Years later, trading e-mails with a friend who had shared those undergrad workshops, we spoke openly of our respective illnesses for the first time: my allergies, his cystic fibrosis. Perhaps I should have guessed from his poem drafts, as if images of snow settling over branches are actually secretions blanketing the bronchi and alveoli. Or not. He had moved to Arizona, where he got an MFA, taught, ran a small press, and published chapbooks, including one titled L=u=N=G=U=A=G=E

The cruelty of cystic fibrosis is that when a lung transplant becomes necessary—which it usually does, as function declines—both lungs must go. Otherwise, lingering bacteria can infect a fresh, healthy organ. My friend went into surgery at the end of 2011. On January 30, 2012, he passed away at age thirty-three. 

“I almost die a lot,” I said once, for some forgettable reason, a quick quip for a laugh. For nights after, I sat with those words. I’ve weathered dozens of reactions over the years, which makes calling my condition “life-threatening” seem like indulgence. Few things annoy me more than when a well-meaning dinner companion interjects with an announcement to emphasize the seriousness of my requests: “She could die, you know.”

Yet the prescriptive attitude toward anaphylaxis is that any allergic episode can be the one that kills you. The formula for acceptable response is now rigid: You shoot the epinephrine. You go straight to the hospital. If you’re not amenable to those terms, it can be hard to know how to enter the societal conversation. Now, I have learned to be a bad patient, I wrote in a poem.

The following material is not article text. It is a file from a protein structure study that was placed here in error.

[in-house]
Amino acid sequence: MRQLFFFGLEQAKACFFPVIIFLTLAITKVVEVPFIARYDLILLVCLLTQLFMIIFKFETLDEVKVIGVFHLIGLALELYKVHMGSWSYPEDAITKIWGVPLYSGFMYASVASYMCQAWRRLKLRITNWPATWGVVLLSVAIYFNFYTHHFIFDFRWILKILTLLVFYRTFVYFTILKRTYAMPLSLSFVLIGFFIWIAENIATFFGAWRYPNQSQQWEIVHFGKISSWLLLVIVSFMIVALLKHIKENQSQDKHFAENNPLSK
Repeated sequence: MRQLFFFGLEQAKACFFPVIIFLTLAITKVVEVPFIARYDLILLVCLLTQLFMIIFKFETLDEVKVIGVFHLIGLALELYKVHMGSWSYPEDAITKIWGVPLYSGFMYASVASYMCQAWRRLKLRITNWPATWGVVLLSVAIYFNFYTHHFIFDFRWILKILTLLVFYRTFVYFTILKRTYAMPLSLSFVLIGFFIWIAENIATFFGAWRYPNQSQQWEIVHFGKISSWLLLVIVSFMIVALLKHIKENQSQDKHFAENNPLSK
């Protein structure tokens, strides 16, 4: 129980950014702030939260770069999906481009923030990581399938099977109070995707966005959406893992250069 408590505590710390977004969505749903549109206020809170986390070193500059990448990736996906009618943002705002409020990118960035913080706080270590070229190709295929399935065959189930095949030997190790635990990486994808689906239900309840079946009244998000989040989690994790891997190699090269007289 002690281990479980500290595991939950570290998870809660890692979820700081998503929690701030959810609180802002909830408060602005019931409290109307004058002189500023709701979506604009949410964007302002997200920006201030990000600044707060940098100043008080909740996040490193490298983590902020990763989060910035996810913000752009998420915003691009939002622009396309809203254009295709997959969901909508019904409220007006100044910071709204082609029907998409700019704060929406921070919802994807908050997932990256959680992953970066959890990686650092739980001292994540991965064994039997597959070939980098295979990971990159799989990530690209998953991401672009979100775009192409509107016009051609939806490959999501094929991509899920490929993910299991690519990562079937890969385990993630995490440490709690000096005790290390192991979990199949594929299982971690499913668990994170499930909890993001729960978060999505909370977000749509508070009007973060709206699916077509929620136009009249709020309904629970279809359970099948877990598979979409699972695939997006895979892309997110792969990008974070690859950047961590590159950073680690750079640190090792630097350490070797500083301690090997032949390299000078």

A few years back, I met my dad for happy hour on M Street, in northwest Washington. He had fed the meter for two hours, without a destination in mind, and we descended the steps to Vidalia. The Southern-themed restaurant was deserted that early in the evening and workweek. We ordered drinks and began to navigate the menu with the bartender, only to be interrupted by a curt, volcanic man wearing whites. He slapped a dishrag down on the counter. “What are you allergic to?” he asked.

I only got to mention the foods I always mention first—milk, egg—before he said, “You good with pig?” We nodded, and he disappeared. Twenty minutes later, he walked out with a terrine of pork. There were cornichons and mustard seeds on the cutting board’s side; I could eat around those. But what assurance did I have that there wasn’t another random ingredient? Shrimp, or beef? The man stared at us expectantly. 

“Thank you,” I said, and took a tiny bite. Then, after a few minutes, another bite. 

I had never eaten anything like that before, nor have I since. He didn’t know the extraordinary extent of my allergies. I didn’t know that he had received a James Beard award in the category of Best Chef Mid-Atlantic. I did not have a reaction. Luck. Terrines, I have since learned, frequently contain pistachios. There is no moral to this story.

This essay is adapted from “The Bad Patient,” part of Bodies of Truth: Personal Narratives on Illness, Disability, and Medicine, edited by Dinty W. Moore, Erin Murphy, and Renée K. Nicholson, forthcoming from the University of Nebraska Press in 2019.